Unlike the disability support payment and the parenting payment, Newstart allowances are indexed to CPI instead of average male weekly earnings. So, by 2009-10, NATSEM estimate that a further erosion of income support will amount to around a $22 per week additional cut in income, with the gap between pension and Newstart allowance continuing to grow apace. Additional concerns include restrictions under Newstart for those who wish to undertake full-time education and training while receiving income support as provided for now. This will seriously limit the option for many talented and capable people, especially women, whom, as I have said, represent 83 per cent of sole parent carers, to improve their income potential and job satisfaction. These people may well be able to totally support their dependent children, provide for their own retirement and make a greater contribution to the workplace, if they were given the opportunity of two- to-three years of full-time education and training.
Take the case of Maria who presented herself in this place as an example. She has seven children. Her husband left when the last child was born. She has taken herself off to university and is six months off getting a teaching degree. She can, then, fully support her children and superannuate herself for her retirement. Mutual obligation in any welfare program is not unreasonable, and the additional assistance the government is offering to help people prepare for work and get access to paid employment are exceptionally good aspects of this policy, and they are totally supportable.
Since the policy was first announced, a number of exemptions have been provided for sole parents with children, and some parents with children who have a disability will now qualify for the carer pension. I especially welcome the government changes in that regard. In general, I do not have a particular concern about requiring parents to participate in the work force when their youngest child turns eight or even six or four, or about the mutual obligation placed on welfare recipients in general. However, I am deeply concerned about the cut in income support. As I said, Catholic Welfare have indicated a 43 per cent reduction in net disposable income for a sole parent with one child and a 40 per cent cut for a single person with a disability. I am deeply concerned about the effects this change might have on children. I am very concerned about the systemic problems, which were outlined very clearly in the McClure report, that are preventing people from accessing jobs. I do not see any indication that the majority of these systemic problems are being addressed.
I am concerned about the lack of mental health services because, in a full employment environment, many people who cannot get jobs currently are those who do have significant mental health problems, and there is a lack of services available to these people to support them. I am concerned about the lack of housing affordability, which often drives sole parent families and people with a disability out into the outer suburbs and rural areas where, again, there is a lack of support services available to them. And I am concerned generally about a lack of support services, particularly care services, for people who have a physical disability and who need assistance to become ready in the morning for a job.
Furthermore, I represent an electorate that is suburban, regional and rural based, and I understand the difficulties of many families and those with a disability when it comes to the links between transport, job opportunity and affordable housing. This policy would have been improved if the mutual obligation test were applied without removing access to sole parent payment and the disability support payment-that is, do not move people onto Newstart but apply the mutual obligation. I have no problem with that. I have no problem with assessing people as being capable of contributing to the work force and earning an income in the paid work force. I have no trouble with that at all. I do not understand why this policy has been damaged, in my view, by moving these categories of people onto Newstart.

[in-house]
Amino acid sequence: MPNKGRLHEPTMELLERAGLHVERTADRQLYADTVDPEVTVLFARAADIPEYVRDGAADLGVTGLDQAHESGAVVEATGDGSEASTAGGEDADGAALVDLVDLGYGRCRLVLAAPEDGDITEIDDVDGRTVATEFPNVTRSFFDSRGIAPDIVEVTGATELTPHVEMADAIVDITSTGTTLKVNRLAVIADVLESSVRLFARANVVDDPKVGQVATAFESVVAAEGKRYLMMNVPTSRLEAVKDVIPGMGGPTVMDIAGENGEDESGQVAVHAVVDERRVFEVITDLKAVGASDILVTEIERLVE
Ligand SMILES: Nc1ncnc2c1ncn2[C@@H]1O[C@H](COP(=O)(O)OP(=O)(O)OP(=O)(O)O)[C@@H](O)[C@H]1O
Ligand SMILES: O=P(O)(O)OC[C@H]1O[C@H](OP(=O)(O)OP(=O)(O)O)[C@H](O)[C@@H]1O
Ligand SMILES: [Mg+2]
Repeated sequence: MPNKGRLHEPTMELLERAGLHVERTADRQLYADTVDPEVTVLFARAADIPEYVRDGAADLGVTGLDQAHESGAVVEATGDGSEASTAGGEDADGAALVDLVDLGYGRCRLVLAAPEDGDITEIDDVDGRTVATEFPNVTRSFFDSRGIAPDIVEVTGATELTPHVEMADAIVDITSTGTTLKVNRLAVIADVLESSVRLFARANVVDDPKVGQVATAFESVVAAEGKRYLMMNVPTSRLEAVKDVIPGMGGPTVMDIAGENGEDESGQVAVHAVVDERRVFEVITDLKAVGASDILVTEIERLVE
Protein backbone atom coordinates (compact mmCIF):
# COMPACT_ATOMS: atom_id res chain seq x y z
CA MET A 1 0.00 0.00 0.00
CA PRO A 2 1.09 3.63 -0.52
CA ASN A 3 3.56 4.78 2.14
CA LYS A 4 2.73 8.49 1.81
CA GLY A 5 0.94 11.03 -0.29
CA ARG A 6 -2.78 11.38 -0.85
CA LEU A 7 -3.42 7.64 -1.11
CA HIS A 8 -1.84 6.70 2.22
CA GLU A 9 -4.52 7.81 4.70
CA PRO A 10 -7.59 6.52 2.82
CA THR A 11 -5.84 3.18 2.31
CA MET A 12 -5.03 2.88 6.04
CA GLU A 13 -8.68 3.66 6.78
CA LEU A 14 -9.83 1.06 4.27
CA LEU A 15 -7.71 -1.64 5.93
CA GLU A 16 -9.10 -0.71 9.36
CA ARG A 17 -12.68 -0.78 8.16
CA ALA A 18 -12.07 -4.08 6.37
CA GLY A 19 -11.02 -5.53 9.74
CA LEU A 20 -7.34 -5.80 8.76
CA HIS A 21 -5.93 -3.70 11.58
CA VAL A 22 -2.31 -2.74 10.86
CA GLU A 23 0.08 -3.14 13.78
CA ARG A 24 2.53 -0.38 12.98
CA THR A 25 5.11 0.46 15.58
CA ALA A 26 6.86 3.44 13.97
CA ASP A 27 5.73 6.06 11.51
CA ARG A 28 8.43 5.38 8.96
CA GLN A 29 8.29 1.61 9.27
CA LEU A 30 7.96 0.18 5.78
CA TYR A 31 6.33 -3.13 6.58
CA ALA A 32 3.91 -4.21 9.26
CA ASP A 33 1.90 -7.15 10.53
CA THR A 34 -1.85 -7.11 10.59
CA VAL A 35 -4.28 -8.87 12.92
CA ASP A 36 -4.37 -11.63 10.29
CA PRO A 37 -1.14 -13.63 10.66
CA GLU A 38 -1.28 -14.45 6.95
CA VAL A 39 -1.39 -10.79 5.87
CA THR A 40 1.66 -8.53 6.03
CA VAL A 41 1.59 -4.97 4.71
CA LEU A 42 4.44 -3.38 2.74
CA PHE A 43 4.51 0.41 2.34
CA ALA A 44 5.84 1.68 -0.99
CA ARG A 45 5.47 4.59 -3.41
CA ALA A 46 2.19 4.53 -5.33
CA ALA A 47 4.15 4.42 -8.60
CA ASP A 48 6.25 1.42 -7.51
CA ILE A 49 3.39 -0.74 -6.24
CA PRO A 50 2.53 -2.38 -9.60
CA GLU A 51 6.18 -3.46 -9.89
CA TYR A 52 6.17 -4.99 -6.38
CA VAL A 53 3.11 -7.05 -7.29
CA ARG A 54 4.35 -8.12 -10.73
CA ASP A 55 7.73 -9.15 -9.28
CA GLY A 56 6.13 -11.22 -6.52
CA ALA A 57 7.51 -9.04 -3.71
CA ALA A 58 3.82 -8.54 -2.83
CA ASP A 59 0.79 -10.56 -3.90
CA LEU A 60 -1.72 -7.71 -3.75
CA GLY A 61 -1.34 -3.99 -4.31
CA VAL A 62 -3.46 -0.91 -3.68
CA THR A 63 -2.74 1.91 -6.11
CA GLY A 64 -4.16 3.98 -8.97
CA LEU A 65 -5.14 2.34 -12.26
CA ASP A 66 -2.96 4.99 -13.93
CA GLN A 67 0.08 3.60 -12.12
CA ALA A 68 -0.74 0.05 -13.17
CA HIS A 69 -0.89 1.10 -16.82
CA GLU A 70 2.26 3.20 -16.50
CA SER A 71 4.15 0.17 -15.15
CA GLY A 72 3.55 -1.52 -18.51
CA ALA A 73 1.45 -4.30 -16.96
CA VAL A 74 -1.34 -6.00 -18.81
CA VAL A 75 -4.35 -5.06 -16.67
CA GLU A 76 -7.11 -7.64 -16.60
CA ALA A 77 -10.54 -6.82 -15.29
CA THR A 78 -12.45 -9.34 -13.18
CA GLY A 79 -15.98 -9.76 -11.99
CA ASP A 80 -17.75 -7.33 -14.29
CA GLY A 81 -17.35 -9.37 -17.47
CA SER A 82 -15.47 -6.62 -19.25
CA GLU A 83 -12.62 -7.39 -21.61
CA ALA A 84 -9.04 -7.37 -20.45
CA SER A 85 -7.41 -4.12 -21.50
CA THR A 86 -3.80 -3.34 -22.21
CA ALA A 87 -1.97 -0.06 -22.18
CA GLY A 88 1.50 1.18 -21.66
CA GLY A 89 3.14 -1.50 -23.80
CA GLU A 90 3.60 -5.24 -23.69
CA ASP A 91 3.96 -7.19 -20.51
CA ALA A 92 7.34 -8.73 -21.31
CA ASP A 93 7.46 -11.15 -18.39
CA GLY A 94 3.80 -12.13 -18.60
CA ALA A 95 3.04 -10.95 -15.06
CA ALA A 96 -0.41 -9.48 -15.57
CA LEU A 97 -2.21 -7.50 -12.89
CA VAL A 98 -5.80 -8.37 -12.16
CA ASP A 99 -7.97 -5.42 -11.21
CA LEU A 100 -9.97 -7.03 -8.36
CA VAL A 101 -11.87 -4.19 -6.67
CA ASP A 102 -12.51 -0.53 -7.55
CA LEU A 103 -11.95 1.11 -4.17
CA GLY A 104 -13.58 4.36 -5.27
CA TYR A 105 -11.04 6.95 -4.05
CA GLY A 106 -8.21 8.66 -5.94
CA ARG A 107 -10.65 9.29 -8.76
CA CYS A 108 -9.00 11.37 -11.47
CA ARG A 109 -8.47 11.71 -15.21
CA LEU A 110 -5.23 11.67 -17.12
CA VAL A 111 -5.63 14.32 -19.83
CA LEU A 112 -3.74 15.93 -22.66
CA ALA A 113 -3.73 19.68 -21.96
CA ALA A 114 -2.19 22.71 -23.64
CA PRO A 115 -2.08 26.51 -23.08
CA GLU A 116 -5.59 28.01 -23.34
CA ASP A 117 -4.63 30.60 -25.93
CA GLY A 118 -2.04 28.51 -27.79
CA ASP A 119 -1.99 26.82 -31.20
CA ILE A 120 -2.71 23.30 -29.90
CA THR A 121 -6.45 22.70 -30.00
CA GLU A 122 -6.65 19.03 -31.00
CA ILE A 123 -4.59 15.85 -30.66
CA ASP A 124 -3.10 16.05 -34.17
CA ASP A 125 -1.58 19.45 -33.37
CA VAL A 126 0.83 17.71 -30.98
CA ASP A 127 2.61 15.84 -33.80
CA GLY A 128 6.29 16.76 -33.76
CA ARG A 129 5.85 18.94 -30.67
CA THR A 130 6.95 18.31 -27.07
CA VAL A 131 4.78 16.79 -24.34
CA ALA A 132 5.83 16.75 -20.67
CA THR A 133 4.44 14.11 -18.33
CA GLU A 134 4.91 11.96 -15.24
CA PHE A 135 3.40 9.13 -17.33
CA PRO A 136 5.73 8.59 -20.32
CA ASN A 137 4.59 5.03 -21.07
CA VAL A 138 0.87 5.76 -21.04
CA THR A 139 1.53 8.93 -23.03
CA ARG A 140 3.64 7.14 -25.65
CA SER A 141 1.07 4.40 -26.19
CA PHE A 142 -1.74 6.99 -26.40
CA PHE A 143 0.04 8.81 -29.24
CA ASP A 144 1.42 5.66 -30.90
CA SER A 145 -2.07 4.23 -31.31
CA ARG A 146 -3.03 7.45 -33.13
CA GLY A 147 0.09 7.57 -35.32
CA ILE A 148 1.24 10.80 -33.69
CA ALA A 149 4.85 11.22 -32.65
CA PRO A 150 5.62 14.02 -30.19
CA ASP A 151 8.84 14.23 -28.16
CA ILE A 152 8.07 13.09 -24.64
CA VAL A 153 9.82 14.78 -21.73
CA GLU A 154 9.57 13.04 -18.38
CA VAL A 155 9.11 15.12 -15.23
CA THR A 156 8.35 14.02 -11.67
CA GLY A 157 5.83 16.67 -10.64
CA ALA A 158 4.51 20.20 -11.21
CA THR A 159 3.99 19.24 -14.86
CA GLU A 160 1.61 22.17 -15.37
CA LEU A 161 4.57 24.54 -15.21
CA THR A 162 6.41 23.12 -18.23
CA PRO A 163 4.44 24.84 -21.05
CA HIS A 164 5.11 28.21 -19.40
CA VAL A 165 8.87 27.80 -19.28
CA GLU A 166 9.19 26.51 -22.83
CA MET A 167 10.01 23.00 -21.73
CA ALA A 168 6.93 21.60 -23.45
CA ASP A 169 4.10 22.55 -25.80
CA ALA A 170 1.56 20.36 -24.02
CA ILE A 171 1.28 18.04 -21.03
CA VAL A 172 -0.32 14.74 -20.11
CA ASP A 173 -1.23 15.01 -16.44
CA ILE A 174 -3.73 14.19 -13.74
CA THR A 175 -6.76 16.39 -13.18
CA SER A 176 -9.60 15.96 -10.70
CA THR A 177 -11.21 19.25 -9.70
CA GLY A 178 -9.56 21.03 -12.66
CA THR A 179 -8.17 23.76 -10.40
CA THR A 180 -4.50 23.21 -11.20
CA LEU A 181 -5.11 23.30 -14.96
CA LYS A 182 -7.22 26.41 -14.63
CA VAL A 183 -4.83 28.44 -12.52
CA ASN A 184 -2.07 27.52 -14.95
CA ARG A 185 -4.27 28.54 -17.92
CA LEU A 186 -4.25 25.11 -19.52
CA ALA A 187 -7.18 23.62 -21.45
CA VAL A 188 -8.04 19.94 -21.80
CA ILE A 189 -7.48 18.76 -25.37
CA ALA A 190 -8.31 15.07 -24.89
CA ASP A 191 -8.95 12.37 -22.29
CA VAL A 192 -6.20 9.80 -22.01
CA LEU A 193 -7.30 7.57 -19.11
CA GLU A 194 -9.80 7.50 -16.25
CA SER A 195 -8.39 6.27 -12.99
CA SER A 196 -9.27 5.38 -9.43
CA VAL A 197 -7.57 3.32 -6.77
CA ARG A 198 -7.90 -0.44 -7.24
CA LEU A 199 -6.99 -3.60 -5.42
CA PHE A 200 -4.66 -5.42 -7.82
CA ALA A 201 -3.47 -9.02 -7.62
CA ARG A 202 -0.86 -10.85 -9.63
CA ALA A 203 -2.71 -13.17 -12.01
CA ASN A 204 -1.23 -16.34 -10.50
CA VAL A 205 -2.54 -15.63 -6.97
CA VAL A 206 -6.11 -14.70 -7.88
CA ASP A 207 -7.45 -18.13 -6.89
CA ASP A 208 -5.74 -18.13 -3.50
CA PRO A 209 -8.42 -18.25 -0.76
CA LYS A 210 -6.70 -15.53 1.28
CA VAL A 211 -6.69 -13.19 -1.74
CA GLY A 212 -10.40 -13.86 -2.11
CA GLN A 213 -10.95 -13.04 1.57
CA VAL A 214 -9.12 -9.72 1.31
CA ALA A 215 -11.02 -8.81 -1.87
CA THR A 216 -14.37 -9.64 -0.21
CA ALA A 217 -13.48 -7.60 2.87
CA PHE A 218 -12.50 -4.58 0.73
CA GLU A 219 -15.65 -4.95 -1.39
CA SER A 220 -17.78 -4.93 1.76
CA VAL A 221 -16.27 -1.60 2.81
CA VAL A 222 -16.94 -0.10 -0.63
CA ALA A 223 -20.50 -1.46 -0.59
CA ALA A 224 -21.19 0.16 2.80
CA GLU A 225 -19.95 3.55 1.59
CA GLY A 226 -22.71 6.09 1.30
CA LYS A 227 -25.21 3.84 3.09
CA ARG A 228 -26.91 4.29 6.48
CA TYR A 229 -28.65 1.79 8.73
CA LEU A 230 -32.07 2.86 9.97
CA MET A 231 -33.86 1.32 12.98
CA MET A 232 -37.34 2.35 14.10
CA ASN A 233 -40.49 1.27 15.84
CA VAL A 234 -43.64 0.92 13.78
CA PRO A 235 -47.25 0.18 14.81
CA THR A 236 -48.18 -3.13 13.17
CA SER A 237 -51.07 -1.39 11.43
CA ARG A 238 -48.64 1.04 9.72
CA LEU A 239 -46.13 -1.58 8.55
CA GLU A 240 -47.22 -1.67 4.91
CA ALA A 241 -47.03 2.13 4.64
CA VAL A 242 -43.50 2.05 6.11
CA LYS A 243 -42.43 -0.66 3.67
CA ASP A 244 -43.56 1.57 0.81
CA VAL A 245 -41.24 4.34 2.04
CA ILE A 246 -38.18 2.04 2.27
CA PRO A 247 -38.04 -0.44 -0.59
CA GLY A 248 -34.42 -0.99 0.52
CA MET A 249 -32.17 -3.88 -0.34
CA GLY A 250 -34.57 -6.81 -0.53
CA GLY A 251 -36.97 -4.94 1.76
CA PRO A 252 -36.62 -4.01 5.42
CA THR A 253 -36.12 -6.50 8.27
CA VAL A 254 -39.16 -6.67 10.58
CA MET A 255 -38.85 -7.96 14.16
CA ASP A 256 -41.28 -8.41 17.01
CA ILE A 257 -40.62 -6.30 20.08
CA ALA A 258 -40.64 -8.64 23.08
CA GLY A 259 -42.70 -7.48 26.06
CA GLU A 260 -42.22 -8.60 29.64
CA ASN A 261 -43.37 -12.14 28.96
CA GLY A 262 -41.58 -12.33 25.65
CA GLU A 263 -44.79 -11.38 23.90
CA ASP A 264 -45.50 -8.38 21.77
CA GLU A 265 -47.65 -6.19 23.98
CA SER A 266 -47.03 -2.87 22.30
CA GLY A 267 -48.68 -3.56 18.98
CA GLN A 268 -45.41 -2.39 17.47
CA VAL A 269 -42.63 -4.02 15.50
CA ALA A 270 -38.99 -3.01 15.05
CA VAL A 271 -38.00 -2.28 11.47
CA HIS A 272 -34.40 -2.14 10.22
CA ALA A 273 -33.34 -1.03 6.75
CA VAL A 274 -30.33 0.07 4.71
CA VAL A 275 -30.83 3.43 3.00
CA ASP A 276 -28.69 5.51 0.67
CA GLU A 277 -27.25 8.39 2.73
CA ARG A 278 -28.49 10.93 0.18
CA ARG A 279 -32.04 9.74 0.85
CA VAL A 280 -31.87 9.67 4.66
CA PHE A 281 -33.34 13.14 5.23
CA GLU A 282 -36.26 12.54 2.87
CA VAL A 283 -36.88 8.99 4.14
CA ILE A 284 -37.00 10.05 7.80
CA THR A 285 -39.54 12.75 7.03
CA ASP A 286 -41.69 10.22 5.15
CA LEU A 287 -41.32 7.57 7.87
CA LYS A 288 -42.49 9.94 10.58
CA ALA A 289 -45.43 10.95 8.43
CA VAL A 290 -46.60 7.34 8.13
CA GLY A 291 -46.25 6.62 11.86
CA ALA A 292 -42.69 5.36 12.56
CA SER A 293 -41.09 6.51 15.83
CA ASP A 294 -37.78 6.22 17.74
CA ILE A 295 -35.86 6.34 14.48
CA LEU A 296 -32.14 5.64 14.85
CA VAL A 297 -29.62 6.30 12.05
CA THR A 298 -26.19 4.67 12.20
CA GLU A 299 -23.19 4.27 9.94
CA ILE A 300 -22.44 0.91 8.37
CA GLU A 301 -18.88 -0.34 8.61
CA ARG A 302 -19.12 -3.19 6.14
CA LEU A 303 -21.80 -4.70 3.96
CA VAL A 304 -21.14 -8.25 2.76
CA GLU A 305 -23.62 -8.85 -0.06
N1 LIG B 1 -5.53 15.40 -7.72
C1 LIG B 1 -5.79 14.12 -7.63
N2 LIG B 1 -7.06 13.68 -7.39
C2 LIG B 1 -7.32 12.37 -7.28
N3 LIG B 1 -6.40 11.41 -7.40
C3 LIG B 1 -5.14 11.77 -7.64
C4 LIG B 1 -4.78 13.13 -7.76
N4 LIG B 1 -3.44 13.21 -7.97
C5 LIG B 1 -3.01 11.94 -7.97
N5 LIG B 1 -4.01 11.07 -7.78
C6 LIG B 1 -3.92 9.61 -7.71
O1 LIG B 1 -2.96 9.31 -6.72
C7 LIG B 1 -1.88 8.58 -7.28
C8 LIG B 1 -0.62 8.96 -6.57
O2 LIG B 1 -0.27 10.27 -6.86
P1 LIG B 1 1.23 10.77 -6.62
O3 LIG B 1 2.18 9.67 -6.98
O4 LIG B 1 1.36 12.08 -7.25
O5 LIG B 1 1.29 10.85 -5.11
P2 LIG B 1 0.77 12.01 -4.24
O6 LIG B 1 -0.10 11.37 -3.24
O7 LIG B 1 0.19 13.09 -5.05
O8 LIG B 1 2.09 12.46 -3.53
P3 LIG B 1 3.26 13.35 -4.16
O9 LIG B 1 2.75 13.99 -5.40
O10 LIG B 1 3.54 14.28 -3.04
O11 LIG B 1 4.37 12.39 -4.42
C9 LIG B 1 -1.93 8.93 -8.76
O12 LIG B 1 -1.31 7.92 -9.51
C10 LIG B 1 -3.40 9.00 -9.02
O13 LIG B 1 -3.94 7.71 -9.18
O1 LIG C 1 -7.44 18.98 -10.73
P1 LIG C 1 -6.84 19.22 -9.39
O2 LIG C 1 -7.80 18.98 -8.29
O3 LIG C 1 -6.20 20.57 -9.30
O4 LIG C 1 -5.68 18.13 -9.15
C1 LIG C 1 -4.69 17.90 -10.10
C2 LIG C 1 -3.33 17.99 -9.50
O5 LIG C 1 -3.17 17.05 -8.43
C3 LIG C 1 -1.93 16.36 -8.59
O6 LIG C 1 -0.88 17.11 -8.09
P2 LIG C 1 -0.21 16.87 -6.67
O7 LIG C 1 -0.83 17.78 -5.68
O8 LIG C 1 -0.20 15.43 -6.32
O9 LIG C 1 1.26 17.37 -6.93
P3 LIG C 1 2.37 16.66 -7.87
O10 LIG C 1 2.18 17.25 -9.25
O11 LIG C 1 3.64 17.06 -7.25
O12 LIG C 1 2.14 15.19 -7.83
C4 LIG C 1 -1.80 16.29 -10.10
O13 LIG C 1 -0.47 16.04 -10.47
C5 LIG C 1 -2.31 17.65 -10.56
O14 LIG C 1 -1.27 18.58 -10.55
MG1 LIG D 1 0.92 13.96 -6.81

The minister recently highlighted the government's success in getting more welfare recipients into the workplace-prior to this legislation-as a result of greater support and incentives to employers. Undoubtedly, with further attention to some of the systemic problems, as outlined in McClure, that keep people from the workplace and with the package of programs under this new legislation, the aim of getting people from welfare into work could have been achieved without cutting income support.
In my view, we have lost a golden opportunity to reform welfare in a meaningful way and put in place a package of measures that would strongly support not just the incentives for employers but true and real incentives for employees with additional caring responsibilities and disabilities to be supported in their efforts to access the workplace. I find this cut in income support really very disturbing the eve of the delivery of tax cuts for families earning more than $1,200 a week. We will all be the poorer if this legislation goes through. In my view, that part of the legislation which cuts income support and imposes disincentives and high effective or marginal rates of tax on some of the most vulnerable groups in our community does not deserve the support of this parliament. As I said, we have missed a golden opportunity.
I am disappointed by the short time the government has allowed for the Senate inquiry into this Welfare to Work policy. It has such wide and deep ramifications that it deserved a very thorough examination. I am disappointed that the recommendations of the Senate inquiry have not gone far enough. I hope that the few recommendations that have been made - I think there are six - are reasonably sensible; and I hope that, at the very least, the ministers involved will encourage a thorough review to be conducted within 12 months of the implementation of the legislation so that unintended consequences of this bill can be identified and managed early.